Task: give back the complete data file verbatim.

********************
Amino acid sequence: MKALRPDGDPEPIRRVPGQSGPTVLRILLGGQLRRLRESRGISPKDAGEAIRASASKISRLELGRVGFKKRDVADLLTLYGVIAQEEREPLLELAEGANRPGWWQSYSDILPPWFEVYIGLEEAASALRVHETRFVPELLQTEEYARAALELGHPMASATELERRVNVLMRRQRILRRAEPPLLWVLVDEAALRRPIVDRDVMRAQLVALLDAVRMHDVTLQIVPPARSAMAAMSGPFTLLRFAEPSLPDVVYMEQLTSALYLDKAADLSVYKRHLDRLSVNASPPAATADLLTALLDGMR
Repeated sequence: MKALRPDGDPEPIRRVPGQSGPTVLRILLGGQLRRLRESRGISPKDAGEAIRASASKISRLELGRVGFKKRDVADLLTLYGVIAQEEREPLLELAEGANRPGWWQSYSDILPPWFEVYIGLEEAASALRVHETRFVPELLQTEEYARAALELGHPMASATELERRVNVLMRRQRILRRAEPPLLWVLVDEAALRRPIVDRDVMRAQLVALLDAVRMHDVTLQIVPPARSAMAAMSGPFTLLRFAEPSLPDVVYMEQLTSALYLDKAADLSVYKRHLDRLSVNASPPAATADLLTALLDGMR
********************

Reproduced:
Amino acid sequence: MKALRPDGDPEPIRRVPGQSGPTVLRILLGGQLRRLRESRGISPKDAGEAIRASASKISRLELGRVGFKKRDVADLLTLYGVIAQEEREPLLELAEGANRPGWWQSYSDILPPWFEVYIGLEEAASALRVHETRFVPELLQTEEYARAALELGHPMASATELERRVNVLMRRQRILRRAEPPLLWVLVDEAALRRPIVDRDVMRAQLVALLDAVRMHDVTLQIVPPARSAMAAMSGPFTLLRFAEPSLPDVVYMEQLTSALYLDKAADLSVYKRHLDRLSVNASPPAATADLLTALLDGMR
Repeated sequence: MKALRPDGDPEPIRRVPGQSGPTVLRILLGGQLRRLRESRGISPKDAGEAIRASASKISRLELGRVGFKKRDVADLLTLYGVIAQEEREPLLELAEGANRPGWWQSYSDILPPWFEVYIGLEEAASALRVHETRFVPELLQTEEYARAALELGHPMASATELERRVNVLMRRQRILRRAEPPLLWVLVDEAALRRPIVDRDVMRAQLVALLDAVRMHDVTLQIVPPARSAMAAMSGPFTLLRFAEPSLPDVVYMEQLTSALYLDKAADLSVYKRHLDRLSVNASPPAATADLLTALLDGMR